The Star Maker’s Apprentice

£6.99

The Star Maker’s Apprentice is discouraged from his job despite his ‘dazzling ideas’. Finn’s father tells him that ‘people don’t like things that are different’. What’s more, the tools that Finn’s father uses in his very busy job, are dangerous and sharp.

When Finn peeps into the workshop machinery, he decides to test it out. What’s more, he adds a ‘sack of stardust, -bag of brightness, and a drop of twinkle ink’ to the star mixture. Then again, he adds more from a bag of his collection. Thereafter he scoops it up into stars and pastes them across the sky. Will his father be proud of Finn’s efforts, or….

What if the workshop is continuing to produce with stars that are whirring and fluttering, banging and biffing so that Finn has created an avalanche, a soup road of brilliant stars? Can a wish help?

Not only are we curious about Finn’s efforts, but then we’re entranced by his creations! Thereafter, how might his father react, the people looking into the night sky. What has Finn created?

The Star Maker’s Apprentice is a beautiful book, perfect to curling up with, looking over, sharing and loving. Bookwagon recommends this imaginative, soaring, warming title to our readers.

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Description

The Star Maker’s Apprentice

Sam Hay and Xin Li

(Farshore)

Finn’s father’s job making stars is ‘very special’ and very difficult. It seems that stars run the risk of being ‘bumped- biffed- squashed- squished‘. What’s more they get ‘frozen. Or shattered. Or blown away altogether’. Although Finn wants to help his father and share all his ‘dazzling ideas’ that would make the stars look ‘even more special’, his father isn’t ‘so sure’. He believes ‘people don’t like things that are different’. Furthermore, Finn’s father’s ‘tools are too sharp. The sparkle glue is too stick and the star machine doesn’t always do what it’s meant to’.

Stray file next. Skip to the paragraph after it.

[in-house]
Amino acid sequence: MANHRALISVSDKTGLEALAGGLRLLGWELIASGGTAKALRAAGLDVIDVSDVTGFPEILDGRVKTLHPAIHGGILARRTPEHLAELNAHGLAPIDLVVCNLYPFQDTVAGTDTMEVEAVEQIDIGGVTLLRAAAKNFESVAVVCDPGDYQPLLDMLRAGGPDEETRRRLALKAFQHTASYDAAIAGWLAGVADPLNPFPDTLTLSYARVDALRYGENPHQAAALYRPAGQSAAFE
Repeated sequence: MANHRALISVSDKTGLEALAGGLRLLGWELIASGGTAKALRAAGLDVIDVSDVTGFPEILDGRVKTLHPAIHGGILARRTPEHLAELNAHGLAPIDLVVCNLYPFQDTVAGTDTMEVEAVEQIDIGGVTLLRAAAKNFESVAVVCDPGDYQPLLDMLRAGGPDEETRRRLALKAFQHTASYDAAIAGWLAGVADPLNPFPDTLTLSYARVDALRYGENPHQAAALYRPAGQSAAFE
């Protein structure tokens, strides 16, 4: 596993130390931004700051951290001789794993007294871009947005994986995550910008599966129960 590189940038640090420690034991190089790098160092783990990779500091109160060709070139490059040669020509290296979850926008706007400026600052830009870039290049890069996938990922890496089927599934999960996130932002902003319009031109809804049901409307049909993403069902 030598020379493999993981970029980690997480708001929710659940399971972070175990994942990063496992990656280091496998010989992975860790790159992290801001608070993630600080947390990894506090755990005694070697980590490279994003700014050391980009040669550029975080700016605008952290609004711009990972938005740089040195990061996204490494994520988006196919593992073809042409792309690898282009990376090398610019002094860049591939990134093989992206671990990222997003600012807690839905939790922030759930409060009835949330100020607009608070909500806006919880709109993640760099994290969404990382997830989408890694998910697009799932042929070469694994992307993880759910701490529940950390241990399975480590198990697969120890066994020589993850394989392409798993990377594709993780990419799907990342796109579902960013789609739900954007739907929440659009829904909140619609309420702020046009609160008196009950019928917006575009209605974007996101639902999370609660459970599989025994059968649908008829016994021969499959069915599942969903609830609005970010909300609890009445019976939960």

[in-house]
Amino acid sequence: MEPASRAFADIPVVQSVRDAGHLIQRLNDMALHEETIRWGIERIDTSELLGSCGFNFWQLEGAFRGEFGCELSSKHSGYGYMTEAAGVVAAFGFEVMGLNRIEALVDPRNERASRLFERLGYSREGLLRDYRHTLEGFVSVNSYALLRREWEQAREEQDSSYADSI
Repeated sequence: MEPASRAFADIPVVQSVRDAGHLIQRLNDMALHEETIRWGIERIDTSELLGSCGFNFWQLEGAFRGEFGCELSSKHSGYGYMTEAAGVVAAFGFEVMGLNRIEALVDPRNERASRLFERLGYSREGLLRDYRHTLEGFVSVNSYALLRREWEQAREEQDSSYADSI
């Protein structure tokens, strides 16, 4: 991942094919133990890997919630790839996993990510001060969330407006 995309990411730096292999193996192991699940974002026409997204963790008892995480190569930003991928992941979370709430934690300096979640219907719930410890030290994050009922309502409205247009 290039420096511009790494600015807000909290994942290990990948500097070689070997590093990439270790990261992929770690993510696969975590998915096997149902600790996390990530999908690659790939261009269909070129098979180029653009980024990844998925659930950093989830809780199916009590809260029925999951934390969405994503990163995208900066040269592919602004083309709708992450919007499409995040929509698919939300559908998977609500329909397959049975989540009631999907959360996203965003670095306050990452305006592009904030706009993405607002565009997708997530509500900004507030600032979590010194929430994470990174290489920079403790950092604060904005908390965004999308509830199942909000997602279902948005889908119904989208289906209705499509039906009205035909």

Yet what if Finn should take a tiny peek, and thereafter decide to add his ‘sack of stardust, -bag of brightness, and a drop of twinkle ink’ to the mixture. Could it be that if he ‘pressed the big red button’ and added his box of ‘buttons and ribbons and streamers and’… that….
Thereafter,what will The Star Maker’s Apprentice create? Will Finn’s father be proud of the special stars that Finn hangs in the sky? Might all the tools and machinery prove workable after all? It seems unlikely that they’d judder and whirr to create a great avalanche, a ‘great, sparkly wave‘ that sweeps across the sky in a wish? Doesn’t it?
The Star Maker’s Apprentice is a perfect bedtime reading choice for snuggling over, exalting in and delighting upon. Sam Hay offers such a beautiful, glowing text that is gloriously imagined by Xin Li. This title reminds us of The Girl Who Stole the Stars and picture books of wonder.

 

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